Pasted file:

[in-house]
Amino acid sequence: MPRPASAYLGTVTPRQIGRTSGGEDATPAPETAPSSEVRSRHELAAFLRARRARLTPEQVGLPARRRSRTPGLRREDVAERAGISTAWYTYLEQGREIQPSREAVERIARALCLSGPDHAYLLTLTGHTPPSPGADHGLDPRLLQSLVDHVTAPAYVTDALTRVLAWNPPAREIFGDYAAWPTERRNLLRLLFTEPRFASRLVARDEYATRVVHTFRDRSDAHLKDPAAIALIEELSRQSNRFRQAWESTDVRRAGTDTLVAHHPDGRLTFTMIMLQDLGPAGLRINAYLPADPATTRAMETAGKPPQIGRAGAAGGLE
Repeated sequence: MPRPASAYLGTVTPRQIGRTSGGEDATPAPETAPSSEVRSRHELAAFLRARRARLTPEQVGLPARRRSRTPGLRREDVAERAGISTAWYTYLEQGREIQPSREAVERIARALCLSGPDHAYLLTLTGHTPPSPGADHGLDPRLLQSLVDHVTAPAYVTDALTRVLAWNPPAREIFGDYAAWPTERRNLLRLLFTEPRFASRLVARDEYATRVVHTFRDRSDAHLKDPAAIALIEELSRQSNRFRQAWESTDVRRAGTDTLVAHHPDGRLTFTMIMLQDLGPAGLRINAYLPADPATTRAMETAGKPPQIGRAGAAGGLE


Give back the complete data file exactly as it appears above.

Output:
[in-house]
Amino acid sequence: MPRPASAYLGTVTPRQIGRTSGGEDATPAPETAPSSEVRSRHELAAFLRARRARLTPEQVGLPARRRSRTPGLRREDVAERAGISTAWYTYLEQGREIQPSREAVERIARALCLSGPDHAYLLTLTGHTPPSPGADHGLDPRLLQSLVDHVTAPAYVTDALTRVLAWNPPAREIFGDYAAWPTERRNLLRLLFTEPRFASRLVARDEYATRVVHTFRDRSDAHLKDPAAIALIEELSRQSNRFRQAWESTDVRRAGTDTLVAHHPDGRLTFTMIMLQDLGPAGLRINAYLPADPATTRAMETAGKPPQIGRAGAAGGLE
Repeated sequence: MPRPASAYLGTVTPRQIGRTSGGEDATPAPETAPSSEVRSRHELAAFLRARRARLTPEQVGLPARRRSRTPGLRREDVAERAGISTAWYTYLEQGREIQPSREAVERIARALCLSGPDHAYLLTLTGHTPPSPGADHGLDPRLLQSLVDHVTAPAYVTDALTRVLAWNPPAREIFGDYAAWPTERRNLLRLLFTEPRFASRLVARDEYATRVVHTFRDRSDAHLKDPAAIALIEELSRQSNRFRQAWESTDVRRAGTDTLVAHHPDGRLTFTMIMLQDLGPAGLRINAYLPADPATTRAMETAGKPPQIGRAGAAGGLE